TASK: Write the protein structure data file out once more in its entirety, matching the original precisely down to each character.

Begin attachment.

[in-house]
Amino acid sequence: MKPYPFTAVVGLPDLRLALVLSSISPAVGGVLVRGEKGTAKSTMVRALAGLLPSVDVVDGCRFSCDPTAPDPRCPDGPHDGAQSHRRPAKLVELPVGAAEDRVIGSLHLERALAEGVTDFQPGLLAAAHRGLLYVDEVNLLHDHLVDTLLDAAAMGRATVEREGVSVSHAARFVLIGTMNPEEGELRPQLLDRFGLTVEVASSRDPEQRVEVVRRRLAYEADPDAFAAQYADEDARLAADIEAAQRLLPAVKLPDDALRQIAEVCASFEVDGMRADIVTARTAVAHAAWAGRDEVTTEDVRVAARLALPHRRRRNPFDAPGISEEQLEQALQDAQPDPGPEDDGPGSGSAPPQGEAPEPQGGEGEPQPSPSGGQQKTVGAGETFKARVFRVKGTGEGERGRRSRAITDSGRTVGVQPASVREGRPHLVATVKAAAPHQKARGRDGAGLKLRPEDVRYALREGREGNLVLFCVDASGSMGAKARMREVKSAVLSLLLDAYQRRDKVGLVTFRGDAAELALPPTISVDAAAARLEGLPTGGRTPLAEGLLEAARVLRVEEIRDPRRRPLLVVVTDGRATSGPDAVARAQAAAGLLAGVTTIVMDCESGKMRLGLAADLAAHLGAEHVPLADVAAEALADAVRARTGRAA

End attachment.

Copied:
[in-house]
Amino acid sequence: MKPYPFTAVVGLPDLRLALVLSSISPAVGGVLVRGEKGTAKSTMVRALAGLLPSVDVVDGCRFSCDPTAPDPRCPDGPHDGAQSHRRPAKLVELPVGAAEDRVIGSLHLERALAEGVTDFQPGLLAAAHRGLLYVDEVNLLHDHLVDTLLDAAAMGRATVEREGVSVSHAARFVLIGTMNPEEGELRPQLLDRFGLTVEVASSRDPEQRVEVVRRRLAYEADPDAFAAQYADEDARLAADIEAAQRLLPAVKLPDDALRQIAEVCASFEVDGMRADIVTARTAVAHAAWAGRDEVTTEDVRVAARLALPHRRRRNPFDAPGISEEQLEQALQDAQPDPGPEDDGPGSGSAPPQGEAPEPQGGEGEPQPSPSGGQQKTVGAGETFKARVFRVKGTGEGERGRRSRAITDSGRTVGVQPASVREGRPHLVATVKAAAPHQKARGRDGAGLKLRPEDVRYALREGREGNLVLFCVDASGSMGAKARMREVKSAVLSLLLDAYQRRDKVGLVTFRGDAAELALPPTISVDAAAARLEGLPTGGRTPLAEGLLEAARVLRVEEIRDPRRRPLLVVVTDGRATSGPDAVARAQAAAGLLAGVTTIVMDCESGKMRLGLAADLAAHLGAEHVPLADVAAEALADAVRARTGRAA